Universal Robots programming to create editable feature points

by Matt Bush, on Aug 14, 2019 5:27:51 PM

One of the questions I have been asked several times is how to use installation variables to store poses for the robot to use in multiple programs.  The reason for wanting to do this can vary but one of the main reasons that we have seen is the need to have multiple programs reference the same point and being able to touch it up from one location and affecting all programs where the variable is used.  So the first question is why not simply use Features, that is what Universal Robots intended them to be used for. The issue that we have seen with Features is that they are hard to touch up as you have to be able to access the installation file to which in many companies requires a programmer to do since the files are password protected.  But what if you need to give your operator access to easily update points but don’t want them to have access to the actual program or installation files? With this method, you can give your operators the ability to update points using a simple program that assigns the points to the installation file using installation variables. This way, the program remains locked down from being edited while giving operators the flexibility they need to touch up points when the need arises.

To demonstrate how to do this I created two simple programs, the first called “createPoses” which places the Universal Robots UR5 into free-drive mode allowing the operator to move the robot freely with their hands and then prompt them to teach two positions using a popup message.  The second program is called “usePoses” and uses the two poses that were just taught along with a 3rd point that is hard coded into the program. Let’s get started.

I am using a CB3 UR5 for this demonstration but the same method works on the E-Series robots, the program was tested on one in our lab as well just to ensure it worked the same.

Create the Installation Variables

The first step is to create two new installation variables and assign them an initial pose.  For this example I called the variables, i_pose1 and i_pose2 and assigned them the starting pose of p[0,0,0,0,0,0].

initialPose-1

Create the Program for Capturing Points

The create pose program uses a script command to place the robot into free drive and then two popups to prompt the user to teach two poses and then the program exits free-drive and halts the program.  After each of the popup messages I assign the current tcp pose to one of the two installation variables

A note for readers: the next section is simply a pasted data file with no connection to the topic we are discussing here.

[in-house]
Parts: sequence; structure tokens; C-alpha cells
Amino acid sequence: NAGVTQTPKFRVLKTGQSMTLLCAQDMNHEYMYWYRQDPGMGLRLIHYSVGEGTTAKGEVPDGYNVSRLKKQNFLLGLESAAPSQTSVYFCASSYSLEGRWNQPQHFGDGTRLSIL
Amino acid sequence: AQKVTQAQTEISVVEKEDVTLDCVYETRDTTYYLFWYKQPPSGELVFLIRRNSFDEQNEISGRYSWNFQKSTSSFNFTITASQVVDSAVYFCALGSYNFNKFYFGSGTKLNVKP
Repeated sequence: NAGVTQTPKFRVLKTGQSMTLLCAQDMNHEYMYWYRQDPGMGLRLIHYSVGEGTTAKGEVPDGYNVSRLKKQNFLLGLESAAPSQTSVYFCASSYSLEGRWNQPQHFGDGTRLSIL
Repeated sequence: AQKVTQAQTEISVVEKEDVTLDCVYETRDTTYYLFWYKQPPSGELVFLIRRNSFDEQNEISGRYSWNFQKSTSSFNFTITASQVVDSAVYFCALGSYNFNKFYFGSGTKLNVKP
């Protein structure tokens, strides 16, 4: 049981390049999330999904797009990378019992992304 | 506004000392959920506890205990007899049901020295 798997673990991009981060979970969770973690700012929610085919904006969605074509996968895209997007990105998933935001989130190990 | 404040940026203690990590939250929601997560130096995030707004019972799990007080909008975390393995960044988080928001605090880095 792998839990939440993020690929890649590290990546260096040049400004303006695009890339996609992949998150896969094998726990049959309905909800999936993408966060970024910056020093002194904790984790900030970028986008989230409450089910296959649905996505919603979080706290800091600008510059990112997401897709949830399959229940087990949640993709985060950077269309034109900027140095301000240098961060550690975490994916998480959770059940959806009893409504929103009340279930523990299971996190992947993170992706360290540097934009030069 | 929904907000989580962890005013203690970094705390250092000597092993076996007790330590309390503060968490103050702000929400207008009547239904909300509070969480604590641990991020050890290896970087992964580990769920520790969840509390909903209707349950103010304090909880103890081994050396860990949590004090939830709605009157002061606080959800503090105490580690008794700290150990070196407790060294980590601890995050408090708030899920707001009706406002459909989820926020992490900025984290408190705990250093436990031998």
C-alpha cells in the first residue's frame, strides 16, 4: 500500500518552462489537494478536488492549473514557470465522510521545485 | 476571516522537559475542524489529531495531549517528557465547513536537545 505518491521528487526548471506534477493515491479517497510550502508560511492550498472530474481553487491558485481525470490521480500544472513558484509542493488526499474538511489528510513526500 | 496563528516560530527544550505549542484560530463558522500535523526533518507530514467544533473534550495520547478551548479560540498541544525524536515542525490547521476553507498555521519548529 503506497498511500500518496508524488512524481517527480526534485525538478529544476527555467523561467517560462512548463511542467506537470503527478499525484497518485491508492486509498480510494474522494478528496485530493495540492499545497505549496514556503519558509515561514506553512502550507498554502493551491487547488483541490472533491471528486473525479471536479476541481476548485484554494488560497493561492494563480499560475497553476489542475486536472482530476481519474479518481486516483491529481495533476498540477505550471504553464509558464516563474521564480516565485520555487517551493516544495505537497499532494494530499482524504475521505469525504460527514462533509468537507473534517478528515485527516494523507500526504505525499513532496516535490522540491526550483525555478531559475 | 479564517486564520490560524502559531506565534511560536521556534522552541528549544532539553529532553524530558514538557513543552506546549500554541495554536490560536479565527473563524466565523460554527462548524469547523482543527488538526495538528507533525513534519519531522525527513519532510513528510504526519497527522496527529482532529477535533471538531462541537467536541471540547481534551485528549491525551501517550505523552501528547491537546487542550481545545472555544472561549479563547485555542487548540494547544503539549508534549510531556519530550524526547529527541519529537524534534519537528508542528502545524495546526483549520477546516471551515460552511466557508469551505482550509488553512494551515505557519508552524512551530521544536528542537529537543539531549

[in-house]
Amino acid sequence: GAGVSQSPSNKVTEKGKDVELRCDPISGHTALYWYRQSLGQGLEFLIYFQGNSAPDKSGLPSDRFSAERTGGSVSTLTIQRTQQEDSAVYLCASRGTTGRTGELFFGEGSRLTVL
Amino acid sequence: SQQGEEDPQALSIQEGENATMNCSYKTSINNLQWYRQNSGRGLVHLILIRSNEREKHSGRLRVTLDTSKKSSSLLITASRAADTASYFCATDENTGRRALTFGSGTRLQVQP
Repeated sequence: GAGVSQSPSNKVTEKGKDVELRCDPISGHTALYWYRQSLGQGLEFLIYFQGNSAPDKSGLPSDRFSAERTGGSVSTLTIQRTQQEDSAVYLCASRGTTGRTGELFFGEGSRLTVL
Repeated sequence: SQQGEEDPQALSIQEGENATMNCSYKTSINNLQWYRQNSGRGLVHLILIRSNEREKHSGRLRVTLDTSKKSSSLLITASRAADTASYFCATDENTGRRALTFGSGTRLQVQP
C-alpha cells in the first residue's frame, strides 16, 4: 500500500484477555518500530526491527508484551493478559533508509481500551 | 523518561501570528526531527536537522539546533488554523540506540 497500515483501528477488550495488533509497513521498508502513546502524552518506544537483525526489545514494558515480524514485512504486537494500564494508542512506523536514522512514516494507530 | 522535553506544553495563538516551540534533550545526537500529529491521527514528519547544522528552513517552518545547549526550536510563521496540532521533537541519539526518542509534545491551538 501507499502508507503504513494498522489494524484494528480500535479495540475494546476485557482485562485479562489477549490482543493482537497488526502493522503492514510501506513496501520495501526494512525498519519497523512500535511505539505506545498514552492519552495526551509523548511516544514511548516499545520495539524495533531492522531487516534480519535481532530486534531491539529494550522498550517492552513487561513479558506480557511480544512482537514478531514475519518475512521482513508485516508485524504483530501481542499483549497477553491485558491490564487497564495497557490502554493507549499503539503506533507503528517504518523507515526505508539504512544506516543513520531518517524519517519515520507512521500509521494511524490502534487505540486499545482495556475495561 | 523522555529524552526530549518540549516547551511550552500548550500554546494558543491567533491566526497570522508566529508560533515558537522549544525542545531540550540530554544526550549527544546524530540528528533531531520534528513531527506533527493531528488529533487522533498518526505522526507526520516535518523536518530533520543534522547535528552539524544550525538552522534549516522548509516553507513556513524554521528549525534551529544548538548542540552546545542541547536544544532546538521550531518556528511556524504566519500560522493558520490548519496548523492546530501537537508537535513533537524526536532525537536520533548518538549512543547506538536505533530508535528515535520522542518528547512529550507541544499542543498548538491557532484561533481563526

createPoses

Create the Program for Using the Points

Once that program is created, create another program that we will call “usePoses”.  The program for this example will use a single MoveJ command with 3 waypoints under it, 2 variable and 1 taught.  The first waypoint is our i_pose1 variable, the second waypoint is a taught waypoint in Polyscope and the third waypoint is our i_pose2 variable.

usePoses Program

Now that you have the two programs created that we need for the demo, open up the “createPoses” program and press play. You can move the robot to the 1st position you want to teach and press continue on the popup, move the arm to the second position and press continue once more and then the program will stop.  

 

createPoses playing

 

Now that the positions are taught you could verify that data is now being stored in the installation file by going back to the installation tab and going to the Variables sub-menu. You should now see poses that are from the previous program not the original p[0,0,0,0,0,0] placeholder that we used when we created the variables.

 

updatedPoseVariables

 

Open the “usePoses” program and press play. You should see the arm execute the following sequence. Once complete is will repeat all steps.

<current position> -> i_pose1
i_pose1 -> <taught position>
<taught position> -> i_pose2

usePoses Playing

 

That is all that is needed to create features that your operators can easily update at anytime by using the robot and a program where they can freely move the arm into position and have the robot learn the new position.

BONUS

You may have noticed that with our “usePoses” program that you did not have to move the arm using the AUTO button to the first waypoint of the program when you pressed play .  That is a hidden secret with Universal Robots that if you have a variable position as the first position in a program that you are able to just press play and the robot will find its way to that first position automatically.  So in your normal programs you can always put a variable position in the “Before Start” section and not have to use the AUTO button to start the program. We create a variable called “currPose” and assign the current tcp pose to that variable and then use it as a variable waypoint in a MoveJ command.

CAUTION!

Word of Caution, the robot does not know that there are potentially obstacles between the current position and the first point in the program so make sure that the arm is clear of obstructions before using this method.

I hope that this guide helped you understand how to create simple to update feature points using Universal Robots programming. Stay tuned for more information and let me know if there is a topic that you would like to have covered.

Topics:Robot ProgrammingUniversal Robots

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